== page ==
Dreamtown screened at Yachay Tech
The documentary explores the story of a teenager from Chota Valley trying to become a professional soccer player.
On Tuesday, February 20, 2018, the U.S. Embassy in Ecuador visited Yachay Tech to screen the film Dreamtown, a documentary about the struggle of young men from Chota Valley, in Ecuador, to reach their dream of becoming professional soccer players. The screening of the film was done as part of the U.S. celebration of Black History Month, a month to acknowledge the historical fight for the rights of African-American communities. Students and teachers from Unidad Educativa Urcuquí were invited to the event.
Giovanna Aguilar, film producer, presented the film to the audience. She assures that the project started as a dream owned by Betty Bastidas, the film director. Aguilar says that the Ibarra-born director presented the documentary as her thesis project for her Master’s Degree in Berkeley University, in the U.S. While watching news on TV, she came across the story of this small town in Ecuador where the country’s greatest soccer players were born and where young men fought for the opportunity of becoming professional players.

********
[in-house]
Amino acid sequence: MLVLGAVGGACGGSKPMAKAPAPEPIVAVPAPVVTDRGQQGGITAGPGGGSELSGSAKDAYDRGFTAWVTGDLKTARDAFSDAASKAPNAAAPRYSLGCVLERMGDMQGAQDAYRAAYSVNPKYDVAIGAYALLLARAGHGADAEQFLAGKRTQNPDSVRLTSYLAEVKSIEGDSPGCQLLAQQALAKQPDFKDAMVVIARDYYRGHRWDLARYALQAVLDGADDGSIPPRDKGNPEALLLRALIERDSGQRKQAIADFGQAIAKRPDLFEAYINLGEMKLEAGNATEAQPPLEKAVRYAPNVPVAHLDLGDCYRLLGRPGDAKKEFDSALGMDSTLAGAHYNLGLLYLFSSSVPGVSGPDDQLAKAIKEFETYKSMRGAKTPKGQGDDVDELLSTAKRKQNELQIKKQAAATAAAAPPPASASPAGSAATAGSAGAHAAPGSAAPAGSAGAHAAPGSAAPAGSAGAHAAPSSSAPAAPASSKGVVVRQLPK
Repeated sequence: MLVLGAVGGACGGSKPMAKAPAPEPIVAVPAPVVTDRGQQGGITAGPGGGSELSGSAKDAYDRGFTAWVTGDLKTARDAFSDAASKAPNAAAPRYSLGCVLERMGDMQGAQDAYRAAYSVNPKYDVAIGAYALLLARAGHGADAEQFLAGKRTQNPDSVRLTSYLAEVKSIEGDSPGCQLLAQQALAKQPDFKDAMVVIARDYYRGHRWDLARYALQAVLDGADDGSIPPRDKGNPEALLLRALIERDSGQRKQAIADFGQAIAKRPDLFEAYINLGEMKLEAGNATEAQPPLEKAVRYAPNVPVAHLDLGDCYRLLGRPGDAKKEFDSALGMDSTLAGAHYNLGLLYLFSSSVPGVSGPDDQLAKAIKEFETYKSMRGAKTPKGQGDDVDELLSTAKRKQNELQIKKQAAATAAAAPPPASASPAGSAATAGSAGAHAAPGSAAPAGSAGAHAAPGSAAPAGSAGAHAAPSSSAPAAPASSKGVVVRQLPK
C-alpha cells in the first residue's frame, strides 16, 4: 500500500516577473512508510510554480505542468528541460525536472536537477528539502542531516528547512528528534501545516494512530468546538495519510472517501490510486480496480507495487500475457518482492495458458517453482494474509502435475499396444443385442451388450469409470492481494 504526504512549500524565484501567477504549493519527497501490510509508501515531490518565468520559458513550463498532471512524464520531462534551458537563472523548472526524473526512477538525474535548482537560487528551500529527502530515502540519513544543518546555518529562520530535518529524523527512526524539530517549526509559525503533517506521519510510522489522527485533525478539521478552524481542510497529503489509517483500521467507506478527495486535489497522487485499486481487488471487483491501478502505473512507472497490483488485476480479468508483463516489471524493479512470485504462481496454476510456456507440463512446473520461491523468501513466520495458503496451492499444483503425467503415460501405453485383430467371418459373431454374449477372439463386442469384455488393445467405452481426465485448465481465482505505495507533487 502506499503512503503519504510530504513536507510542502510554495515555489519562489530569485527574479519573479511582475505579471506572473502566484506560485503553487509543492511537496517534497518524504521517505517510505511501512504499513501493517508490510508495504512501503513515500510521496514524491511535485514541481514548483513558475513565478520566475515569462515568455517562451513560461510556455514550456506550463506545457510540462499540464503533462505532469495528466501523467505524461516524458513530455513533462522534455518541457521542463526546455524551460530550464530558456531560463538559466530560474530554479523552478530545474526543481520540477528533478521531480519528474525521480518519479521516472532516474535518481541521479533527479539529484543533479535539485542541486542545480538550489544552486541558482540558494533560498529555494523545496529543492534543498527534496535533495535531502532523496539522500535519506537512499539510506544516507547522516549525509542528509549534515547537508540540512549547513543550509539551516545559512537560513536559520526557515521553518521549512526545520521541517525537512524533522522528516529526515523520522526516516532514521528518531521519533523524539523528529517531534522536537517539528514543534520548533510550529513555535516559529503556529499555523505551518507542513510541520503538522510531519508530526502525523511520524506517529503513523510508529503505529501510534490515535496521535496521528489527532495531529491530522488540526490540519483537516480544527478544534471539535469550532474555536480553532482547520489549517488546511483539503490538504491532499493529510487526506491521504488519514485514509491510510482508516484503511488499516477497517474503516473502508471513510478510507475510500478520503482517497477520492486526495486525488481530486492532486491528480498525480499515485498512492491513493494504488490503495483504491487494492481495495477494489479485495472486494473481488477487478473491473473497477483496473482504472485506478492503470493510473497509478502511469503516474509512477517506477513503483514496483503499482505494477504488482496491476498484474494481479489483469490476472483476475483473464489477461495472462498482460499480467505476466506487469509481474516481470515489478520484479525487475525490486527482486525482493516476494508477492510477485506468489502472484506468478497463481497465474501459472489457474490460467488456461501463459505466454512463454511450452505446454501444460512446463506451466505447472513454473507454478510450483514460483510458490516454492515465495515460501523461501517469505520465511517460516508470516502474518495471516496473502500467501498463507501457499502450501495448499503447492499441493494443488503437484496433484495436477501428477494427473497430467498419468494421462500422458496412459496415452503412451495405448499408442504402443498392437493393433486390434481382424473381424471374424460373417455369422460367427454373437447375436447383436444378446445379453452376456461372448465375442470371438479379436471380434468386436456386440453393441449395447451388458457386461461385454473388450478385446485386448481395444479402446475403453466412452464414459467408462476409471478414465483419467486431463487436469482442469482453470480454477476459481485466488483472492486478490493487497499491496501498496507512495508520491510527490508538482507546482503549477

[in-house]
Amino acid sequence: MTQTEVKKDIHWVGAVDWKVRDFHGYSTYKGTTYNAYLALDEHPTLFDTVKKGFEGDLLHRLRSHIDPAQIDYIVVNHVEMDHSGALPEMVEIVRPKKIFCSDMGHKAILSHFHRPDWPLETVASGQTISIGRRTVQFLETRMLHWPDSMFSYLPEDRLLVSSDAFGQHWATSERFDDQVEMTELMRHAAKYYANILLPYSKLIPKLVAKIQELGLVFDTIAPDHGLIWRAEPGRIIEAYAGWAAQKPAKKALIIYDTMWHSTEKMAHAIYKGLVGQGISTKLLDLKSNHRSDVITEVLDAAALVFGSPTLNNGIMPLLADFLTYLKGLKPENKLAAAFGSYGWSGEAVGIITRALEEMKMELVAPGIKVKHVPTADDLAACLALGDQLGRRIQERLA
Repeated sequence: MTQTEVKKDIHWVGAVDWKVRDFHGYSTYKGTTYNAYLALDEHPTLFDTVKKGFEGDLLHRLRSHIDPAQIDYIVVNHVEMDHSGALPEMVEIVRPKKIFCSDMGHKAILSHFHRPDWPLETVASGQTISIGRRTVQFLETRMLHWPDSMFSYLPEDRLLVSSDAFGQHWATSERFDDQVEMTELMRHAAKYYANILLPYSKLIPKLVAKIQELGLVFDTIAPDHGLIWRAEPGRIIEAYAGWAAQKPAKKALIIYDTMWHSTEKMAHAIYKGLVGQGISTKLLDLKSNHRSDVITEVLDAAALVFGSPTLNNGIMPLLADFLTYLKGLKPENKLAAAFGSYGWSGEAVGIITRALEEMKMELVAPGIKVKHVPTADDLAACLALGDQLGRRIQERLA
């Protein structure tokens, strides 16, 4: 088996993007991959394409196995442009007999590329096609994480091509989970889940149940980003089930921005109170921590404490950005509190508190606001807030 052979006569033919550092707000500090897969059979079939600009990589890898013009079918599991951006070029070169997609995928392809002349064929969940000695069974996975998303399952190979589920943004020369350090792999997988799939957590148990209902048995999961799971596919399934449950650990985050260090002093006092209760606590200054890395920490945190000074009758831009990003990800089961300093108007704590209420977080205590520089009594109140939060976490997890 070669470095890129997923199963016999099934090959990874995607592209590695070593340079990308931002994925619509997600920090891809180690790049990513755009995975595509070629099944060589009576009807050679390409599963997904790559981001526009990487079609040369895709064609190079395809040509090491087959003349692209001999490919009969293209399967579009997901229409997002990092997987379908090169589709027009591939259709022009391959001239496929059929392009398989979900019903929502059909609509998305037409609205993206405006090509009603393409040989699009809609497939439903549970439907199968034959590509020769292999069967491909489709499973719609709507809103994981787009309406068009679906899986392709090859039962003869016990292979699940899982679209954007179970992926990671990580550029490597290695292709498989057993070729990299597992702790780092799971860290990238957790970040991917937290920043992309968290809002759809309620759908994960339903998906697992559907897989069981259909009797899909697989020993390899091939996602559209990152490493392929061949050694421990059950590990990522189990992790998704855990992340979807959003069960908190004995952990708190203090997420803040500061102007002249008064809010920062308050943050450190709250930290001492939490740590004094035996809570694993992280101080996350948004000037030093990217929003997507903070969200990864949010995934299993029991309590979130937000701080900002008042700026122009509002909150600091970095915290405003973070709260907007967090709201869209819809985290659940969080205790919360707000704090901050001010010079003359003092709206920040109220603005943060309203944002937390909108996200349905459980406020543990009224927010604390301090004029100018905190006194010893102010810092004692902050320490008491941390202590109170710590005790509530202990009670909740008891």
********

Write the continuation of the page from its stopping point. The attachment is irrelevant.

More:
Then, once they had made up their mind about filming the project, they sought financial aid from different organizations like NY Women in Film and NALIP (National Association of Latino Independent Producers). Aguilar assures that once the documentary was completed she felt a strong commitment to serve as a speaker for the Chota community so their voice can be heard loud and clear, and to show the world the value of their culture, dreams and vulnerabilities as well. She thinks that this content is fundamental to create empathy and knowledge in different social sectors. Wilson Morales, a teacher at Unidad Educativa Urcuquí, agrees with this point of view. He thinks that it is very important to show students the characteristics of the protagonists. “It is something that will definitely trigger further discussion in the classroom” he points out.